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South Sudan - Universal Periodic Review - Death Penalty - July 2021

Date: July 15, 2021
Document: South Sudan Death Penalty Report
Country: South Sudan
Type: Intl Mechanism Submission
Issues: Death Penalty , Detention , Torture
Mechanism: Universal Periodic Review
Report Type: Stakeholder Report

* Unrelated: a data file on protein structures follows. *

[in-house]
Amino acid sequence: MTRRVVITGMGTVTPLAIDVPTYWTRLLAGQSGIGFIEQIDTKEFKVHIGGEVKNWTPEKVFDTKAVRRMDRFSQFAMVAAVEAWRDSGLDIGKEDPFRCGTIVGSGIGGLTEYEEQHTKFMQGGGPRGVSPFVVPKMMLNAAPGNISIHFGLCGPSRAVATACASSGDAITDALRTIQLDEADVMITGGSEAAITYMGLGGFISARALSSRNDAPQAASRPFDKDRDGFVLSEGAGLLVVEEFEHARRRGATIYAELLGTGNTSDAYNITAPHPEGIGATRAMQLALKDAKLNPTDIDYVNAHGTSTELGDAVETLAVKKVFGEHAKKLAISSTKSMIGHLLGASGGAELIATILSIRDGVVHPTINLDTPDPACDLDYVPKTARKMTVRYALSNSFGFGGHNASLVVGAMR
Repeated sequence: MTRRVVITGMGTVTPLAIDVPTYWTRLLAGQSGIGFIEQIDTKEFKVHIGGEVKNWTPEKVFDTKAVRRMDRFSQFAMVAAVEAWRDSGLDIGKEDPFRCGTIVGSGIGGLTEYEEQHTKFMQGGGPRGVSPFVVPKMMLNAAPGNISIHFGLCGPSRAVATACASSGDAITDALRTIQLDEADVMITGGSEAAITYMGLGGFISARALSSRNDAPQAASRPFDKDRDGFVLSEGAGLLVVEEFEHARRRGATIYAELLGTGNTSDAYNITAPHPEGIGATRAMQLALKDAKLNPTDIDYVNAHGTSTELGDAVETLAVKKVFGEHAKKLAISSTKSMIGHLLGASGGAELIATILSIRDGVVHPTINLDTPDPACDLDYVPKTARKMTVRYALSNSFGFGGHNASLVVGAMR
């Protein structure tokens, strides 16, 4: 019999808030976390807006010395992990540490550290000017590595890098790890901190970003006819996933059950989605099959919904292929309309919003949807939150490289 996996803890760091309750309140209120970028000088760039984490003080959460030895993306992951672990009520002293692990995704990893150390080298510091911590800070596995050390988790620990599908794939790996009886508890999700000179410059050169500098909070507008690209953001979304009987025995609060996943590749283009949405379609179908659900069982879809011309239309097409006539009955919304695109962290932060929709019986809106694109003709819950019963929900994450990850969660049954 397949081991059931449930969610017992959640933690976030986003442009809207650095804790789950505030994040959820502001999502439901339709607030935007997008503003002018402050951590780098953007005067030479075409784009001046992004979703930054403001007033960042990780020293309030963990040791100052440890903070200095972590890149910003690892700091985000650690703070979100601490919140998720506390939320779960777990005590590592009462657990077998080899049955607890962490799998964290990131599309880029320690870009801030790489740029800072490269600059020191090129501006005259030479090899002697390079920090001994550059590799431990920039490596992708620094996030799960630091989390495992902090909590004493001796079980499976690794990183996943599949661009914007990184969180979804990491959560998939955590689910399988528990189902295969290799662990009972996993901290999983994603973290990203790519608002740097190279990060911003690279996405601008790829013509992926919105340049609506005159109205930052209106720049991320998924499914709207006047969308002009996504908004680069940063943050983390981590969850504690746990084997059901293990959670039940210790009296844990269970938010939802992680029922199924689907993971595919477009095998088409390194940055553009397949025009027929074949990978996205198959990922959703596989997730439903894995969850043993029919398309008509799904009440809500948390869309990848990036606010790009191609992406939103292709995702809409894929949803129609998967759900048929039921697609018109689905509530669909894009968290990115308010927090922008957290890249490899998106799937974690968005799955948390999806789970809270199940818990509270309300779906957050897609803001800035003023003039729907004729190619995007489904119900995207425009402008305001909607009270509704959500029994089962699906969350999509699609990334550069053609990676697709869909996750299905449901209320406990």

This report addresses South Sudan's compliance with its human rights obligations with respect to its use of the death penalty. Although South Sudan accepted recommendations from the international community during its 2011 UPR to end the use of the death penalty, and despite consistent recommendations from various member nations to place a moratorium on the use of the death penalty or otherwise abolish it, South Sudan reportedly continues to sentence persons to death and to carry out executions. South Sudan is counted among the twenty countries that are responsible for all known executions worldwide. South Sudan is among four Sub-Saharan countries that carried out executions in 2018 and 2019, South Sudan's Bill of Rights, a part of the 2011 Transitional Constitution, remains in effect today and still prohibits the execution of persons under the age of eighteen or over the age of seventy years and women who are pregnant or lactating for up to two years. Relatedly, pursuant to the Penal Code of 2008, courts are prohibited from passing a death sentence on any person "in the opinion of the Court" is younger than sixteen-years-old, or older than seventy. The Bill of Rights provides that the death penalty should only be imposed for "extremely serious offenses in accordance with the law." Although South Sudan abstained from the December 12, 2020 resolution adopted by the U.N. General Assembly, calling for a moratorium on the use of the death penalty, the South Sudanese government has made conflicting statements about the status of the country's use of the death penalty. Moreover, although South Sudan's Constitution contains various rights and protections for its citizens such as affording defendant the right to have legal aid assigned to them by the government "in any serious offense" in the event they cannot afford a lawyer, most individuals sentenced to death were not represented by counsel and there have been reports of individuals sentenced to death despite being under the age of eighteen at the time of the commission of their crime. Additionally, the lack of formal judicial infrastructure throughout South Sudan has led to many criminal cases being brought before customary courts that are supposed to be subordinate and answerable to the formal, statutory courts. It might be presumed that the death penalty is administered more frequently in the customary courts, which "apply an ad hoc mixture of customary principles and compensation, and statutory (or even international) legal codes and penalties." Further, there is a general concern regarding the lack of information from the government of South Sudan that is available to properly evaluate the issues regarding the country's use of the death penalty.